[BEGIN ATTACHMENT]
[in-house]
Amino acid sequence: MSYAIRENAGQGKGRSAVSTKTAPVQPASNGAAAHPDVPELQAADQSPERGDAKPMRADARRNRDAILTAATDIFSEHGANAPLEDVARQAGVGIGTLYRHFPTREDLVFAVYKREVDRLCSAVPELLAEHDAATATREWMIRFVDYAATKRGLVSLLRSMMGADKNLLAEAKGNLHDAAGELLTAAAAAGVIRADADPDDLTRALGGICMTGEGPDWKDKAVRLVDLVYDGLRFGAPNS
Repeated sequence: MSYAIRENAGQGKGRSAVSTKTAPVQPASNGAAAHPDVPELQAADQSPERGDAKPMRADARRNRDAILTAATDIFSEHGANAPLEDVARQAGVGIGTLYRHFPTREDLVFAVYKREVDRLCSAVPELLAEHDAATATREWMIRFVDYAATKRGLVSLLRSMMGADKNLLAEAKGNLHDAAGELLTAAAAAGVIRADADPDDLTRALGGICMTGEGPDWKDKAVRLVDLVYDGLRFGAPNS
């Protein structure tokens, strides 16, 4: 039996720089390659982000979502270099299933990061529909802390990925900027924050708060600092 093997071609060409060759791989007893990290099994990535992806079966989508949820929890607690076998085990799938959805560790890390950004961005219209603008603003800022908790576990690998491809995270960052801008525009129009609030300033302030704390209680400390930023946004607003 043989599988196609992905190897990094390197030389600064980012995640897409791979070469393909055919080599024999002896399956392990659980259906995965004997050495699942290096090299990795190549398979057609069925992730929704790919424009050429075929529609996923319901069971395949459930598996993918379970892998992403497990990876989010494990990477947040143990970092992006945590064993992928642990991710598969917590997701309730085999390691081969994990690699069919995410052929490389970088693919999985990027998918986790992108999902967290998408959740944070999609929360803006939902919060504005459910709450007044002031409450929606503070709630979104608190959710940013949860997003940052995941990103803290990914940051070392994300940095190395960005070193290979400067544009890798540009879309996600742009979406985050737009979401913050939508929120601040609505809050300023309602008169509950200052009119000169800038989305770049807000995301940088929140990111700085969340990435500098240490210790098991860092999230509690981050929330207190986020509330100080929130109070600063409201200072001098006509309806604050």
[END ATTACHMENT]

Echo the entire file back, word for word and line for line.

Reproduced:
[in-house]
Amino acid sequence: MSYAIRENAGQGKGRSAVSTKTAPVQPASNGAAAHPDVPELQAADQSPERGDAKPMRADARRNRDAILTAATDIFSEHGANAPLEDVARQAGVGIGTLYRHFPTREDLVFAVYKREVDRLCSAVPELLAEHDAATATREWMIRFVDYAATKRGLVSLLRSMMGADKNLLAEAKGNLHDAAGELLTAAAAAGVIRADADPDDLTRALGGICMTGEGPDWKDKAVRLVDLVYDGLRFGAPNS
Repeated sequence: MSYAIRENAGQGKGRSAVSTKTAPVQPASNGAAAHPDVPELQAADQSPERGDAKPMRADARRNRDAILTAATDIFSEHGANAPLEDVARQAGVGIGTLYRHFPTREDLVFAVYKREVDRLCSAVPELLAEHDAATATREWMIRFVDYAATKRGLVSLLRSMMGADKNLLAEAKGNLHDAAGELLTAAAAAGVIRADADPDDLTRALGGICMTGEGPDWKDKAVRLVDLVYDGLRFGAPNS
């Protein structure tokens, strides 16, 4: 039996720089390659982000979502270099299933990061529909802390990925900027924050708060600092 093997071609060409060759791989007893990290099994990535992806079966989508949820929890607690076998085990799938959805560790890390950004961005219209603008603003800022908790576990690998491809995270960052801008525009129009609030300033302030704390209680400390930023946004607003 043989599988196609992905190897990094390197030389600064980012995640897409791979070469393909055919080599024999002896399956392990659980259906995965004997050495699942290096090299990795190549398979057609069925992730929704790919424009050429075929529609996923319901069971395949459930598996993918379970892998992403497990990876989010494990990477947040143990970092992006945590064993992928642990991710598969917590997701309730085999390691081969994990690699069919995410052929490389970088693919999985990027998918986790992108999902967290998408959740944070999609929360803006939902919060504005459910709450007044002031409450929606503070709630979104608190959710940013949860997003940052995941990103803290990914940051070392994300940095190395960005070193290979400067544009890798540009879309996600742009979406985050737009979401913050939508929120601040609505809050300023309602008169509950200052009119000169800038989305770049807000995301940088929140990111700085969340990435500098240490210790098991860092999230509690981050929330207190986020509330100080929130109070600063409201200072001098006509309806604050």